Has the situation in Burma/Myanmar improved with the political opening up of the country?
I think it can only get better in some ways. I think it would be very hard to get worse. When I was there it really felt like things had hit rock bottom. A couple of years before I arrived a lot of the non-government organizations like Medicin sans Frontier (MSF), who are the biggest distributors of life-saving antiretrovirals in the country, had to literally turn people away.
I can’t imagine what that’s like to be a foreign aid worker. You’re in a country to save people’s lives and then to get there and say to people ‘we can’t help you’. That must’ve been devasting for everyone involved.
With opening dialogue between Myanmar and other countries, more transparency and willingness to discuss different kinds of democratic reform, it can only get better. In some ways I’m concerned that opening up tourism at such speed will only increase sexually transmitted infections. But on the other hand, opening it up, must also open up channels for aid as well, hopefully.
There’s a particularly shocking moment in the Myanmar chapter when you realise that an HIV prevention NGO worker you are interviewing regularly solicits the sex workers. What was your reaction when you realised what was happening?
Umm, a whole new world! You’re very aware that you’re an outsider parachuting in so you want to take everything on face level to give people the benefit of the doubt. It’s not until you actually step away from the situation that you realise this is fundamentally strange and wrong. But you’re in a completely different culture, a completely different world. In that situation I was thinking: ‘Is this ok? It must be ok it’s happening right in front of me? It’s not ok at all!’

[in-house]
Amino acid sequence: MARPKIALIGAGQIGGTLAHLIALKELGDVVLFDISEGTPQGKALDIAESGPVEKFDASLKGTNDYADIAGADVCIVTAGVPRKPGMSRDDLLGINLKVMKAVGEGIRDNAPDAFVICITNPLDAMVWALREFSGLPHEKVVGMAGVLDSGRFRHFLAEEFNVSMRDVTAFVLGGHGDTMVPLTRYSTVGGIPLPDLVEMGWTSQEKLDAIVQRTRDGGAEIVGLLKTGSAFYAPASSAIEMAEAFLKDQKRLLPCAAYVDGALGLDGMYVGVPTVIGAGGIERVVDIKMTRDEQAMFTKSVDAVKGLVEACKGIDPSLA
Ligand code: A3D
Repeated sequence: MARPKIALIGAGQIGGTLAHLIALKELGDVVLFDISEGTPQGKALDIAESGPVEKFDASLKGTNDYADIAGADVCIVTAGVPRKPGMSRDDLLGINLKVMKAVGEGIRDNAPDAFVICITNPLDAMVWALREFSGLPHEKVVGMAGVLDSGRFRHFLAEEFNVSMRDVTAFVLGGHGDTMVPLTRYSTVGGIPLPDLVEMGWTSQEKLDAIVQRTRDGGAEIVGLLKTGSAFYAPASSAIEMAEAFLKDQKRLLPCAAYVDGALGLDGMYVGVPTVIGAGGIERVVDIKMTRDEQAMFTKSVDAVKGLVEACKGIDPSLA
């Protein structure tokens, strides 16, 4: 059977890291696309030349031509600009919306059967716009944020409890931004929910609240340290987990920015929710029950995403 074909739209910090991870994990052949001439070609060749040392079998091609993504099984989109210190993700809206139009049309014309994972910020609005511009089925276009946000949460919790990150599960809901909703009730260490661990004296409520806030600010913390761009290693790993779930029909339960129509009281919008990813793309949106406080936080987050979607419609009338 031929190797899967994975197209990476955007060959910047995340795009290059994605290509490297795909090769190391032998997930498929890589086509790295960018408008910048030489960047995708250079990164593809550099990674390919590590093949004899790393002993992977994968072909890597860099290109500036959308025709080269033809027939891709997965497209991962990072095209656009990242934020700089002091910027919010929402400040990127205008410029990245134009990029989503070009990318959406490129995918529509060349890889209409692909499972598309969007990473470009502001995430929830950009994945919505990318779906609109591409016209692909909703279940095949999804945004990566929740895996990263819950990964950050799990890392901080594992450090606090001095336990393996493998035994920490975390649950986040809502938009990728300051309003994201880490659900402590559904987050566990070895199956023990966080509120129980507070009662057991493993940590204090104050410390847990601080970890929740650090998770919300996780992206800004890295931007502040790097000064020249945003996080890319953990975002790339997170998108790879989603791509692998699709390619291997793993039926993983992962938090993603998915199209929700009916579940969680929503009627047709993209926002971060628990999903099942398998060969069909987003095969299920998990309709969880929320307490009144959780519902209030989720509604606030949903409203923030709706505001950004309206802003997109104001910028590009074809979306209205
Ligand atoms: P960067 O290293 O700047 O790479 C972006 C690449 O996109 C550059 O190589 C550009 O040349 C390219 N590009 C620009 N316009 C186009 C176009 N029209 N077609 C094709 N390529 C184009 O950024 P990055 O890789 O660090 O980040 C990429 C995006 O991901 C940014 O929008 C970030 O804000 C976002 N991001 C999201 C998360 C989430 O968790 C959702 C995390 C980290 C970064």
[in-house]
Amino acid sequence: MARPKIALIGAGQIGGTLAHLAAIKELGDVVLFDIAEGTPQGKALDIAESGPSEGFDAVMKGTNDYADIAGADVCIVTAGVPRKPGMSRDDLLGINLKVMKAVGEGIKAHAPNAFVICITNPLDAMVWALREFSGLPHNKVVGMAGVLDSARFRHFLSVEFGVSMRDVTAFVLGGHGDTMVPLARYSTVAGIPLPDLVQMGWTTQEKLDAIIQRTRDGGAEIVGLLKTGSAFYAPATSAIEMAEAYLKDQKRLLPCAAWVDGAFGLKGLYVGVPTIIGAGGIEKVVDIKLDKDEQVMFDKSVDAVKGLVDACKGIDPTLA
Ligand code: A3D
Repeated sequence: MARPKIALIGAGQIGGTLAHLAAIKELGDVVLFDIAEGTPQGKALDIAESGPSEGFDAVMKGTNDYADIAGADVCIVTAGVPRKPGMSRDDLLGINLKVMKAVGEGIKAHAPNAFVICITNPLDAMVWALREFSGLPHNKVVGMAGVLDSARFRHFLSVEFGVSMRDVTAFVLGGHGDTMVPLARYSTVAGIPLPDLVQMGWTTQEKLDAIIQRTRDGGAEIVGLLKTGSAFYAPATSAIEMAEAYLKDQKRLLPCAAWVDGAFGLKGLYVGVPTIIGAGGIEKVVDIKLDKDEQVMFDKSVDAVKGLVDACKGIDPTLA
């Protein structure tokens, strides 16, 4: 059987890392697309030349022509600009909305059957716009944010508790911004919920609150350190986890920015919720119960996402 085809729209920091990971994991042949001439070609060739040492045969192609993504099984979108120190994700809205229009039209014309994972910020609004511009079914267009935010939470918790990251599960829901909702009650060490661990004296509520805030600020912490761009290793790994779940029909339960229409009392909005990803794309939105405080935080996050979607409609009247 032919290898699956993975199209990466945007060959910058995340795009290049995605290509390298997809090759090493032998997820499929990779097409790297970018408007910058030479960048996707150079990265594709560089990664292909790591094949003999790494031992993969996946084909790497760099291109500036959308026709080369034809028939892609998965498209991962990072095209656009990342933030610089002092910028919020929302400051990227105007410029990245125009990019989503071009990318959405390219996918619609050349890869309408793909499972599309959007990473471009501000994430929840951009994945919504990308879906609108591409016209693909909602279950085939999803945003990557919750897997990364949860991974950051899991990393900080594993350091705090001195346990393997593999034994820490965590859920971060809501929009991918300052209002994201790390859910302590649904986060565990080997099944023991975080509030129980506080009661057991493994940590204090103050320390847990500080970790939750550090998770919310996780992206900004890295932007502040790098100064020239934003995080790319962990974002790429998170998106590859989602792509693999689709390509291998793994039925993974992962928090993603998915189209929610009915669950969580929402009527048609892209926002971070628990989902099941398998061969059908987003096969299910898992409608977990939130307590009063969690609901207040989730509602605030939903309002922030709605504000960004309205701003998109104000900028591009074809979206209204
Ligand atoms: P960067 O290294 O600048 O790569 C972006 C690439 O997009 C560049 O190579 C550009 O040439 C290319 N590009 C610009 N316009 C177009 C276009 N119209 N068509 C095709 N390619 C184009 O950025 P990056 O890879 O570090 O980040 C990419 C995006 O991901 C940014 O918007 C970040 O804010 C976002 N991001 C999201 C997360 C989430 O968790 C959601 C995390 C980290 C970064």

You’re a very funny writer, I laughed out loud many times reading Adventures in Gaysia, did you find it hard to write some of the more serious parts?
My way of accessing readers is through humor. My main bread-and-butter work is magazine work and I think I’m known for giving a slightly comedic touch to serious issues. I think it’s a really important way of accessing a broad readership. If you can make them laugh, then you can tell the truth.
The book Gaysia is a hard sell. It’s about queer issues, in Asia. It’s looking at minorities within a minority and at some points looking at pretty grim issues as well. I was really really conscious of making sure that the book was readable so that it wouldn’t just be limited to a gay, lesbian, transexual audience. The way that I wanted to do that was to find the inherent humour in some of these situations.
I mean, you can’t go to the world’s biggest transexual beauty pageant in Thailand and not laugh. There is just something inherently hilarious going on. You can’t talk to gay men who are going through sham marriages with lesbians and not laugh. When they tell you the details of how they did it, it’s hilarious, tragic and hilarious.
And those are the stories that always appeal to me. Stuff that’s funny but completely tragic as well. And I think that those two things are usually quite intertwined. At least the way I see it.
I have a question about your writing process. You bring quite a few scenes to life in the book with novelistic detail, but as it’s all taken from real experiences I wondered how you remembered all the details, of for example your night out in Bali? Do you make notes on the night or just hope you remember and write it up the next day?
It depends on the situation. For instance at the gay nudist resort in Bali where there were naked men all around me with their penises just flopping about, those images just get burnt into your memory. I can never unsee this. My brain is writing notes for me.
Other places I’m very upfront and I say ‘look I’m a writer, can I talk to you? can I record this conversation?’ and people often respond well to that because, maybe their stories haven’t been heard before and they want other people to listen to them.